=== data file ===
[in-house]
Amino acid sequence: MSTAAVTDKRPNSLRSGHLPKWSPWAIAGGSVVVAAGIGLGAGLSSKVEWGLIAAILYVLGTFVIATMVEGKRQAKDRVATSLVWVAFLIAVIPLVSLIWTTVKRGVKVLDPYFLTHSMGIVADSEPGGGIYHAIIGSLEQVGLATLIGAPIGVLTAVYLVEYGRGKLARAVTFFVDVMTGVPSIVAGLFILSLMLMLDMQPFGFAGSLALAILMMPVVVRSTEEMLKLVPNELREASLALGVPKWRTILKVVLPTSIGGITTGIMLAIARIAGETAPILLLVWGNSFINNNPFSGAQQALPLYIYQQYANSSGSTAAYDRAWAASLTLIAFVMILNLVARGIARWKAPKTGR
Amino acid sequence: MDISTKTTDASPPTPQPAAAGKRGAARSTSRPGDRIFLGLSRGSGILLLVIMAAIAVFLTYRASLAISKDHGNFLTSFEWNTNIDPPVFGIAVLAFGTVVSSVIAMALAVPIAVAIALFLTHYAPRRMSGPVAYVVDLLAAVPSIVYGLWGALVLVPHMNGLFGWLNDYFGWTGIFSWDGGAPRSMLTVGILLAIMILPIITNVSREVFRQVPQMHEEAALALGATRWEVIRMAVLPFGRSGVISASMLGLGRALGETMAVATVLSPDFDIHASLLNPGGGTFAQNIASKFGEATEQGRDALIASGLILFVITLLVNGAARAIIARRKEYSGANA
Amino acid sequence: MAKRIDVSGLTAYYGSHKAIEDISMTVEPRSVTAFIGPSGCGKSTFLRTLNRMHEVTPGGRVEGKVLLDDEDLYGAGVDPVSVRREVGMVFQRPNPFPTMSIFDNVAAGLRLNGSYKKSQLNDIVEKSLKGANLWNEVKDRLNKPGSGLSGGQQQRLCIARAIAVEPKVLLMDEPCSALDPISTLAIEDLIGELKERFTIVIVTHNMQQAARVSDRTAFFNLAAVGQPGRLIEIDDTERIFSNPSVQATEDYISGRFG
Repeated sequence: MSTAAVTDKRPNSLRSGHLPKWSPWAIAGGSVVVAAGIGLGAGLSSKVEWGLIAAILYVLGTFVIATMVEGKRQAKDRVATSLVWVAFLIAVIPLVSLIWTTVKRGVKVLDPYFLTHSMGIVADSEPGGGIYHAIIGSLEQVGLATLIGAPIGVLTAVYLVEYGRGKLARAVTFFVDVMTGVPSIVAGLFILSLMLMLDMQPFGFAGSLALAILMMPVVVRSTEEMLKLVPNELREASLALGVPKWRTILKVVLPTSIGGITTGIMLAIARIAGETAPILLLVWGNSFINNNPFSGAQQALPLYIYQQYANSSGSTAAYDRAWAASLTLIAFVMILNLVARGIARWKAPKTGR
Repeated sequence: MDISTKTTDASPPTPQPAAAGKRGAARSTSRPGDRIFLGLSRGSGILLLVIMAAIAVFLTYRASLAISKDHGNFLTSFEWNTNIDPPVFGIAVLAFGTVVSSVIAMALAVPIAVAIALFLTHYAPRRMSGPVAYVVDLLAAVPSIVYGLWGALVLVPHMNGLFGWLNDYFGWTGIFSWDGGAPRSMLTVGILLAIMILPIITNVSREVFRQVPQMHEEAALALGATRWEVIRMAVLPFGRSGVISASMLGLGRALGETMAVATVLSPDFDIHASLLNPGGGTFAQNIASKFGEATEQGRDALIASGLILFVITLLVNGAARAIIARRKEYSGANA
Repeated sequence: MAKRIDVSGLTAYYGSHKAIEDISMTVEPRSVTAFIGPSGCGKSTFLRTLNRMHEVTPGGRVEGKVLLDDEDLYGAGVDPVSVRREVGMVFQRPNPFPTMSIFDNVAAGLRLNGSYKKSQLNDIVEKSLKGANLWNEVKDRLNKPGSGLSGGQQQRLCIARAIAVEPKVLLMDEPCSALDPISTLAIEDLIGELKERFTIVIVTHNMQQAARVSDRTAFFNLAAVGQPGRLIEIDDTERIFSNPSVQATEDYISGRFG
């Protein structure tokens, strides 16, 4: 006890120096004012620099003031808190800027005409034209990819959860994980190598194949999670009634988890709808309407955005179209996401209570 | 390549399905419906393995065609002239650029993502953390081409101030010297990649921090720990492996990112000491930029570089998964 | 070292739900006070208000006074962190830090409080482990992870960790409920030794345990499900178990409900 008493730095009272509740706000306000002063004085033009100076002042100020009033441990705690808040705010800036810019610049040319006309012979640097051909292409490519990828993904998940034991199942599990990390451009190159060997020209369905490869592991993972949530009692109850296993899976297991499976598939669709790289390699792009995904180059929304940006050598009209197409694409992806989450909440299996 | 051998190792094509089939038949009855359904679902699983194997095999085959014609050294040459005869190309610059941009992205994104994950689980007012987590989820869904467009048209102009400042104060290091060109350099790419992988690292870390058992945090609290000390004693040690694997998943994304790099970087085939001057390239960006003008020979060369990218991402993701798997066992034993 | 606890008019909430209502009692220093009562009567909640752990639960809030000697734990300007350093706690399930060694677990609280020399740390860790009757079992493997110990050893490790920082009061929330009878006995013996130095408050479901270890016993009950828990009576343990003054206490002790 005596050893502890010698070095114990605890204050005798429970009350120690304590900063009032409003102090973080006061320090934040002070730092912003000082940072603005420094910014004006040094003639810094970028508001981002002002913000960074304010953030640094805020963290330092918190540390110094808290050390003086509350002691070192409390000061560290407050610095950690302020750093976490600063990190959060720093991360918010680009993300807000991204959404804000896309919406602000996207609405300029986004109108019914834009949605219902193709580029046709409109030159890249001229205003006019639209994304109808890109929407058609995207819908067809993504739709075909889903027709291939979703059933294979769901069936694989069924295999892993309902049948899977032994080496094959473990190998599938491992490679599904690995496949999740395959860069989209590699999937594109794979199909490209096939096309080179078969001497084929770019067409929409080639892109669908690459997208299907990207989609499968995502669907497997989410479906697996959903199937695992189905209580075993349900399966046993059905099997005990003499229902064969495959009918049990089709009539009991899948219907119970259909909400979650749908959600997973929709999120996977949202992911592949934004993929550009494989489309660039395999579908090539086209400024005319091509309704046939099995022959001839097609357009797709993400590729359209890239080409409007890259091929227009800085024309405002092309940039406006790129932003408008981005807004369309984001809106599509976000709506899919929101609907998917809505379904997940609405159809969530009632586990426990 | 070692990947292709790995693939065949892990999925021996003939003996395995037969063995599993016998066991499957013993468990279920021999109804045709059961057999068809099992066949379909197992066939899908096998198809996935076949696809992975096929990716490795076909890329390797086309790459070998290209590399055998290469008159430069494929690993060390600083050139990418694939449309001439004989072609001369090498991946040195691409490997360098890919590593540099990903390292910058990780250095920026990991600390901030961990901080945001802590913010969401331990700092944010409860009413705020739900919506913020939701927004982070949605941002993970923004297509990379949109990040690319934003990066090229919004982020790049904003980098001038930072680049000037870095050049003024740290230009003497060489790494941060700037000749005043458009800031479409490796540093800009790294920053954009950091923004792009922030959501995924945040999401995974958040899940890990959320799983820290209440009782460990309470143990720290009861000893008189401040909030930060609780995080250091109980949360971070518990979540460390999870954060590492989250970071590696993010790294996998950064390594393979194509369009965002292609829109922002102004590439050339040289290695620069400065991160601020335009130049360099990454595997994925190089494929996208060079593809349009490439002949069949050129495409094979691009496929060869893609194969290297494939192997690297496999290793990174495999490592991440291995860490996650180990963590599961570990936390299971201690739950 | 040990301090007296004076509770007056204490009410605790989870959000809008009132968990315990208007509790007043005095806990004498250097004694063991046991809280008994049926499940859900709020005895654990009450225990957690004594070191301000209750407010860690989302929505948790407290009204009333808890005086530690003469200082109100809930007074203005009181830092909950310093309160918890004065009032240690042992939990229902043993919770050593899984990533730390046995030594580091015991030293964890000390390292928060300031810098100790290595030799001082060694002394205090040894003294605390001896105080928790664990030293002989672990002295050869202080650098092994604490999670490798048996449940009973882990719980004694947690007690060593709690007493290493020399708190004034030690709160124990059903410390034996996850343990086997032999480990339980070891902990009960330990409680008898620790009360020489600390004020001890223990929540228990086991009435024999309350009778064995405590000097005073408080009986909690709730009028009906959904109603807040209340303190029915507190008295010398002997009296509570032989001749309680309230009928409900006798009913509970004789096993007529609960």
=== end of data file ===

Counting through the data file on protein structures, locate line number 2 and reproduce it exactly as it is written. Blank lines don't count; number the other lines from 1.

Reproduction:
Amino acid sequence: MSTAAVTDKRPNSLRSGHLPKWSPWAIAGGSVVVAAGIGLGAGLSSKVEWGLIAAILYVLGTFVIATMVEGKRQAKDRVATSLVWVAFLIAVIPLVSLIWTTVKRGVKVLDPYFLTHSMGIVADSEPGGGIYHAIIGSLEQVGLATLIGAPIGVLTAVYLVEYGRGKLARAVTFFVDVMTGVPSIVAGLFILSLMLMLDMQPFGFAGSLALAILMMPVVVRSTEEMLKLVPNELREASLALGVPKWRTILKVVLPTSIGGITTGIMLAIARIAGETAPILLLVWGNSFINNNPFSGAQQALPLYIYQQYANSSGSTAAYDRAWAASLTLIAFVMILNLVARGIARWKAPKTGR